Thursday, March 01, 2007

Opportunity and Challenge

A few posts ago, I mumbled about opportunity and challenge. Momberger called me out. He basically said, "Hey, you never defined opportunity, and the dictionary definition basically says you're not very bright."

Ha! Shows what you know! I never listen to the dictionary!

In fact, I have been glossing over what the hell I've been talking about for about two years. I mentioned that opportunity and challenge are, in my mind, often the same thing. I kind of glossed over it, but now I'll hit it in a bit more depth.

In a game, a player faces numerous challenges and/or opportunities. "Choppertunities", I called them, a word I hope never to write again. The way that their mating works is that in order for an opportunity to be involving, it needs to be paired with challenge. There needs to be a challenge to overcome in order to use it, and it needs to give a reward (typically a decrease in larger-scope challenge) to make it an opportunity rather than simply a challenge.

Examples of this are, of course, completely and utterly ubiquitous. You kill a bad guy. Each bad guy is an opportunity and a challenge: it is an opportunity to lower the threat against you, an opportunity to break through to new terrain, and/or an opportunity to get an XP or equipment reward. It is a challenge in that it takes some level of time and skill to overcome the enemy.

Every game you buy equipment is a choppertunity. (Shit, I said it again.) The equipment costs a certain amount - the challenge - and provides a significant combat boost - the opportunity. Every boss battle is harder - more challenge - but extra rewards in terms of upgrades and plot advancement are given - more opportunity.

There's a cat sleeping in the corner - opportunity - but the katamari needs to be larger than the cat - challenge. The challenge often creates a chain of opportunities and challenges - there's a string of erasers you can roll up to gain size, if you have the skill.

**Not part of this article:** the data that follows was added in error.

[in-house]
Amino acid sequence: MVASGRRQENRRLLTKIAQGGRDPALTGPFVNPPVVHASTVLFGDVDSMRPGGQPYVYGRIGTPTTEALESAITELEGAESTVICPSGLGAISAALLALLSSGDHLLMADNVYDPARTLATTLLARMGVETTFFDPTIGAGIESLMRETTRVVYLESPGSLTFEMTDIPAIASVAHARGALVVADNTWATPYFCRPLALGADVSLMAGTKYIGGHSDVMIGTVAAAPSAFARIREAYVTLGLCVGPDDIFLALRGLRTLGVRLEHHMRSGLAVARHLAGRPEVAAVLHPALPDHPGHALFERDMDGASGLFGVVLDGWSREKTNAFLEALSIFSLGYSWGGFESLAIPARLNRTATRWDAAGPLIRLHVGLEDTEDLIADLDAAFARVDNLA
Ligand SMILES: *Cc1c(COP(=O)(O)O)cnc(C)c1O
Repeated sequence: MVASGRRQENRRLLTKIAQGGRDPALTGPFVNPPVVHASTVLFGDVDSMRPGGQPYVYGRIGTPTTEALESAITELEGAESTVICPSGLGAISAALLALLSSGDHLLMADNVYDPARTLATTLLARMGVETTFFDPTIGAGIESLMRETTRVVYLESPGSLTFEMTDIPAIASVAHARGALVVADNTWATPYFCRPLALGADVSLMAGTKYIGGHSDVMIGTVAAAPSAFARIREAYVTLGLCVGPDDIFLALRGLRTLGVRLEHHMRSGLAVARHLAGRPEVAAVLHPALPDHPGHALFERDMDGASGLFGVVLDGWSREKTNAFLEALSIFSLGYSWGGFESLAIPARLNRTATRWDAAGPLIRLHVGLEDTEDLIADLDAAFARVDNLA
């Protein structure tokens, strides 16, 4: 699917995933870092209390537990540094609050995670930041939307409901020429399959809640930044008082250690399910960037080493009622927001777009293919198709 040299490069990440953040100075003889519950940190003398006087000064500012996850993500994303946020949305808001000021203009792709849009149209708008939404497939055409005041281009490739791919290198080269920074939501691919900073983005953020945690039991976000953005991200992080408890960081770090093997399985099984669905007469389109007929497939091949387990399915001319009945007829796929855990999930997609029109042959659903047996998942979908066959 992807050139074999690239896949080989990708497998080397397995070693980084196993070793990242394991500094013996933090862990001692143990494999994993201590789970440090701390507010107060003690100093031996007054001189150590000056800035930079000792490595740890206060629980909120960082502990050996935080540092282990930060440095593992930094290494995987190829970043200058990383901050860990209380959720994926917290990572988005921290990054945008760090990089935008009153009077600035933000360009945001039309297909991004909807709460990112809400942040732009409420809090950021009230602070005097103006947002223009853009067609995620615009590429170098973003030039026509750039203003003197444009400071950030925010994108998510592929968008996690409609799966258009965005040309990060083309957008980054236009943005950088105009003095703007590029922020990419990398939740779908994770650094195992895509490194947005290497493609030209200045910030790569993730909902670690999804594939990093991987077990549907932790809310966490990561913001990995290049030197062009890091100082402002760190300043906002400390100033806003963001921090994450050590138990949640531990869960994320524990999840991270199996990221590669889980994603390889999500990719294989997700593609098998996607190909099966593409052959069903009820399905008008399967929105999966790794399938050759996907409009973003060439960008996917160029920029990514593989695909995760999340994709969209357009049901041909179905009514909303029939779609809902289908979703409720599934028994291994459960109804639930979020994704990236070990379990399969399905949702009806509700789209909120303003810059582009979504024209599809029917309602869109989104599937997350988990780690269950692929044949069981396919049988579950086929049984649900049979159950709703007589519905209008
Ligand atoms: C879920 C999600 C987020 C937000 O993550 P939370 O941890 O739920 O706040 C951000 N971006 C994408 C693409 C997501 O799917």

As you can see, the type of challenges are generally pretty similar in any given mode of play. In Katamari Damacy, all the challenges relate to picking things up as efficiently as possible. In an FPS, there are challenges and opportunities interwoven in terms of enemies and capacity to deal out damage. In an RPG, plot, combat, and resources play an intricate little dance that is, fundamentally, very similar to an FPS. Or a platformer, or a sports game, or even a live sport.

Granting new opportunities like this means granting new challenges in equal measure. A gravity gun allows you to hurl random debris around the level, but you'll have to be in a place where they are available, notice, grab, and aim them before it's any good - let alone the added complexity of maneuvering, timing, and so forth.

Double jumping gives you access to all those places you couldn't get before, but those places contain new challenges you'll need to defeat before you can get the new rewards (opportunities). Just the fact that there will be new rewards is an opportunity in and of itself...

It's fundamentally just a system of opportunities and challenges so tightly interwoven that they are nearly indistinguishable from each other. In some games, they are literally indistinguishable, such as in a shmup, where you try to get your little ship into the part of the screen not filled with enemy bullets. It's the challenge and the opportunity, all in one. In my mind, these are the ultimate forms of play... when they are so tightly linked you cannot really separate them.

Opportunities without challenges - and challenges without opportunities - occasionally have their uses. But their uses are so far removed from the normal play of the game that they should be considered entirely separate. Their uses are more to tell a story or to tweak pacing than to actually make the game fun, so they are a wholly different brand of beast.

At least, that's what's in my head. Let me know what you think.


Corvus said...

That's a great design approach which nicely coincides with my use of the "gate" metaphor in plot construction.

Ooo, another field! The grass looks greener too! I want to go there! Now how o I open this gate!

Craig Perko said...

There are a lot of similarities, but I don't really like your gate theory because it doesn't allow for ramping complexity up as smoothly: the challenges and opportunities are clearly split using the gate metaphor. I think that's the wrong approach to take.

Corvus said...

Perhaps we have different metaphoric interpretations of gates, then. *kniw*

But I take your point. If anything, my gate metaphor suffers from being an overly simplistic descriptor.

Craig Perko said...

I certainly can't claim to be an expert on your theories. :D

Corvus said...

You could claim exactly that!

But why?


Are you going to be at GDC?

Craig Perko said...

No, but Darius is going. If you see him, say hi!